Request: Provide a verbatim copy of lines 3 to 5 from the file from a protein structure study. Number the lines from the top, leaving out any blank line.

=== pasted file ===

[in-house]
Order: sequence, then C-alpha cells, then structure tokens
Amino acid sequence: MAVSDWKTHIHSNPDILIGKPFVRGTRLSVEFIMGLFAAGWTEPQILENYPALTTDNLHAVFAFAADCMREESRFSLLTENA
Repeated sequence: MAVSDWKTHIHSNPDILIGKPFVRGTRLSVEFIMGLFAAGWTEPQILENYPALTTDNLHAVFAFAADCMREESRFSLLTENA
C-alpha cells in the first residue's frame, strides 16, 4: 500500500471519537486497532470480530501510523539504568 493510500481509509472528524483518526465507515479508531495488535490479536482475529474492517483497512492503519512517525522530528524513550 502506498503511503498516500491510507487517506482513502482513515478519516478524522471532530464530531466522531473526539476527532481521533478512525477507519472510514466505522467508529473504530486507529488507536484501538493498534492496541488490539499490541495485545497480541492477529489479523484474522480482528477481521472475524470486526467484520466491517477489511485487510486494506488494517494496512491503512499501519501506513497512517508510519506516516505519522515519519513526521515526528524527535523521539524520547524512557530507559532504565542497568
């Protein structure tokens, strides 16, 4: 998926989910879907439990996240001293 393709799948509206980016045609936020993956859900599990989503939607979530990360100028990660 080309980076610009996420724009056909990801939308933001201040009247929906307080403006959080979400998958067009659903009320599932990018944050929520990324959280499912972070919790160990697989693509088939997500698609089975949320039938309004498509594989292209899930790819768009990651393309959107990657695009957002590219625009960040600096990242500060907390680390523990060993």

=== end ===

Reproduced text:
Amino acid sequence: MAVSDWKTHIHSNPDILIGKPFVRGTRLSVEFIMGLFAAGWTEPQILENYPALTTDNLHAVFAFAADCMREESRFSLLTENA
Repeated sequence: MAVSDWKTHIHSNPDILIGKPFVRGTRLSVEFIMGLFAAGWTEPQILENYPALTTDNLHAVFAFAADCMREESRFSLLTENA
C-alpha cells in the first residue's frame, strides 16, 4: 500500500471519537486497532470480530501510523539504568 493510500481509509472528524483518526465507515479508531495488535490479536482475529474492517483497512492503519512517525522530528524513550 502506498503511503498516500491510507487517506482513502482513515478519516478524522471532530464530531466522531473526539476527532481521533478512525477507519472510514466505522467508529473504530486507529488507536484501538493498534492496541488490539499490541495485545497480541492477529489479523484474522480482528477481521472475524470486526467484520466491517477489511485487510486494506488494517494496512491503512499501519501506513497512517508510519506516516505519522515519519513526521515526528524527535523521539524520547524512557530507559532504565542497568